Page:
Sadly the second half of the film does drag and skips over much of Harrison’s solo work that followed All Things Must Pass to concentrate a little too much on his role as a film producer (the Life of Brian story is over told and really belongs elsewhere) and the hobby that was The Traveling Wilburys. But Living in the Material World is still important viewing, especially for Beatles fans who may need to reappraise Mr Harrison’s worth as an individual artist.
I approached Richard Ayoade’s Submarine a little cautiously; it’s a film that’s received a hell of a lot of praise and I was concerned that I’d be disappointed. Quite often with acclaimed films I feel there’s something missing from the experience because I just want to like them too much. But honestly I believe that the film lives up to the jubilation surrounding it. This is an outstanding debut feature for its director, an at times hilarious but ultimately moving film. And a cracking soundtrack from Alex Turner too.
Submarine is set in the 1980s. But unlike other postwar period British movies, it doesn’t wallow in the fake detail (Rick Gervais’ Cemetery Junction springs to mind as a recent example of overdoing a setting – the 70s in this case). I date Submarine at about 1987. But only because it features a fleeting reference to Crocodile Dundee. Otherwise there are only subtle clues such the lack of mobile phones (real letters are exchanged here). And we’re thankfully spared the pop soundtrack to accompany the era, where Turner’s touching acoustic melodies come to the rescue.
Craig Roberts plays Oliver Tate, an adolescent schoolboy in Wales. Oliver is by far the best character in the film, but first some background. His father is an ex Open University lecturer, a near hopeless case who lost his tv job for not knowing what to do with his hands. Noah Taylor plays Dad, a thin, heavily bearded, deep thinking individual prone to depression. Meanwhile Mum (Sally Hawkins) wearily dreams of the past, even though it only appears to consist of a time when her hair was longer, that is until ex flame Graham turns up. Graham is played by Paddy Considine, who adds his usual intensity to the role – although lacking the element of terrifying danger that accompanies his parts in Shane Meadows films. Badly bearded with a serious mullet, Graham is a new age guru who speaks nonsense at the local church hall. He’s even produced an unintentionally side splitting video. Despite Graham being so absurd, Mum – fed up with the straight laced world – may be falling for him again.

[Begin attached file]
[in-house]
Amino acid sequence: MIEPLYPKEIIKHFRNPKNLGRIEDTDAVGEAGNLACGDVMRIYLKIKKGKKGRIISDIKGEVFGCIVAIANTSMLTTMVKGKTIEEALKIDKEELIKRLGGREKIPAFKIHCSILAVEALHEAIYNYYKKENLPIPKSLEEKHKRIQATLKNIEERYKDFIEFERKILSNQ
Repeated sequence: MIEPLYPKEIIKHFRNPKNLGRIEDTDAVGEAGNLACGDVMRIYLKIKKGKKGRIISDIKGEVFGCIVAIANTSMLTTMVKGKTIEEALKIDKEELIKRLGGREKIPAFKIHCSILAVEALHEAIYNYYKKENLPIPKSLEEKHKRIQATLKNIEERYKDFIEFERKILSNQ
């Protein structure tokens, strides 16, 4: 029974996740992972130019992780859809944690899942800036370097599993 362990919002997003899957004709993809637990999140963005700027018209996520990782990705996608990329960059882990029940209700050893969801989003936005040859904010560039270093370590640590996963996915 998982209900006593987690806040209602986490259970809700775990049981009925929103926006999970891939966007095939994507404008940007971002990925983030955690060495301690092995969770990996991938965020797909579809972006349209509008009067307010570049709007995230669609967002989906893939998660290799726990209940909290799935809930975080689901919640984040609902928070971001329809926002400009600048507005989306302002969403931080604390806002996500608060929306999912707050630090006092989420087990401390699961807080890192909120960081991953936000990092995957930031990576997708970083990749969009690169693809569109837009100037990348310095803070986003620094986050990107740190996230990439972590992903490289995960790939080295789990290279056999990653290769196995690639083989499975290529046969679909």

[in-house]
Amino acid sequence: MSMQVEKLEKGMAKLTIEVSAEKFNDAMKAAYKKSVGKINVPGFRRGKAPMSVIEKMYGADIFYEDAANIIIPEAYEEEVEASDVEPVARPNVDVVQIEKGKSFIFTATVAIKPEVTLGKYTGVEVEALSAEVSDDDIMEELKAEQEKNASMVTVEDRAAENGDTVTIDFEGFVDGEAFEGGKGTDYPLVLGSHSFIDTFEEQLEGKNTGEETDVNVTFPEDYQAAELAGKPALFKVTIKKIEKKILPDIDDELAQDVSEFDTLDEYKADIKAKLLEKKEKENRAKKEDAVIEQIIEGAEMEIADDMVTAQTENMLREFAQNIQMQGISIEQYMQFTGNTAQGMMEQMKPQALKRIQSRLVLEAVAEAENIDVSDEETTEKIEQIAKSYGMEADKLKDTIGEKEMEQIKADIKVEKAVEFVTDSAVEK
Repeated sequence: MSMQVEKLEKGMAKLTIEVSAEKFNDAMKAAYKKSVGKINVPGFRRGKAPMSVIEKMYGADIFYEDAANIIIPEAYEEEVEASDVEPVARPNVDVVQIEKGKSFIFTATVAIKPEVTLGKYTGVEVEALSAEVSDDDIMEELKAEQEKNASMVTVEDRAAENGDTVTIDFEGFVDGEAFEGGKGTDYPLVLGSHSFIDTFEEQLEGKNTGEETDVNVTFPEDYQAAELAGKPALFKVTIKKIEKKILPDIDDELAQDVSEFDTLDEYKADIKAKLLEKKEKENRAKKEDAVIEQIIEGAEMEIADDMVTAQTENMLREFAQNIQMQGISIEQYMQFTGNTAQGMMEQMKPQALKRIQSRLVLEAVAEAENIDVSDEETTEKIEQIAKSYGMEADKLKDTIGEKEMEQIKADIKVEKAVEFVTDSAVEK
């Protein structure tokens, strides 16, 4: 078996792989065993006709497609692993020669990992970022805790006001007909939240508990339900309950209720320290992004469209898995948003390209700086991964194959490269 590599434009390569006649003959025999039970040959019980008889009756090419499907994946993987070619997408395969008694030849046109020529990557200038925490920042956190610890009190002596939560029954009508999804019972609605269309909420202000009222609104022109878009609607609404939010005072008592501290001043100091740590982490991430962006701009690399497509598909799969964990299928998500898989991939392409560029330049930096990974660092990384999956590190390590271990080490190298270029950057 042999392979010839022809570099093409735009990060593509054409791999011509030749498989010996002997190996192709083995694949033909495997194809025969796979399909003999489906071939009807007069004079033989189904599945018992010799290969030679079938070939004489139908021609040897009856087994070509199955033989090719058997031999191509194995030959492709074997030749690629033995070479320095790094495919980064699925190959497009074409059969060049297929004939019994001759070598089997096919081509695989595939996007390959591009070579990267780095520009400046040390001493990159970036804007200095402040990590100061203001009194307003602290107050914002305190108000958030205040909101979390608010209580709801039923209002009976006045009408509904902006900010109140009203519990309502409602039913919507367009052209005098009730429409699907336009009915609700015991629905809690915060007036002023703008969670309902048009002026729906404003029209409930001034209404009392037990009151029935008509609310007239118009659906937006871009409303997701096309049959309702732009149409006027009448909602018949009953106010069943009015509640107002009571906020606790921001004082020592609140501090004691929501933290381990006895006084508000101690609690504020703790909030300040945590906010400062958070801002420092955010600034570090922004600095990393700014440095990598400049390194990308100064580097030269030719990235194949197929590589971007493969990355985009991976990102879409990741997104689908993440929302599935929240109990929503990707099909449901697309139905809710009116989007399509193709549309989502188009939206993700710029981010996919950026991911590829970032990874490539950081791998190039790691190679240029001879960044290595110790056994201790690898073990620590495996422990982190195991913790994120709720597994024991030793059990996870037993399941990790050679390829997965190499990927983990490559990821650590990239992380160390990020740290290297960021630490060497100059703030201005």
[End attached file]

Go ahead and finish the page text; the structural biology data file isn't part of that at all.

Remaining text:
Oliver has issues of his own though. A dreamer in the line of cinema that can be traced back to Billy Liar, he begins by narrating an amusing sequence where he visualises the stunned and tearful reaction to his own death, starting with his class and ultimately encompassing the whole of Wales. This is one of the assets of Submarine, which is a film that will suddenly pull in unusual directions. Oliver’s keen to lose his virginity, and sets his sights on classmate Jordana (Yasmin Paige). She’s scary, always clad in a red coat and has a fondness for lighting fires. She’s also part of the bullying crowd, and Oliver gets drawn into this to woo her. Their courtship is touching and original, a sharp script and fine performances from Roberts and Paige. Roberts in particular, an actor who only recently came into my radar with his role in Being Human, is exceptional. And none of the characters in Submarine are particularly attractive or likeable, at least not when you meet them first, but they’re arguably very real. And I found I just had to go along with Oliver’s absurd view of reality, such as his far from flawless plan to get Jordana into bed.
So yes – a marvellous little film. Roberts aside, Noah Taylor is also excellent – although to be fair the entire cast excel. Steffan Rhodri and Melanie Walters are also great in smaller roles (Walters appeared also with Roberts in Being Human). But perhaps the true find is Richard Ayoade, who has suddenly gone from geeky star of The IT Crowd to emerge as one of the most promising new British film directors in recent years. Wow.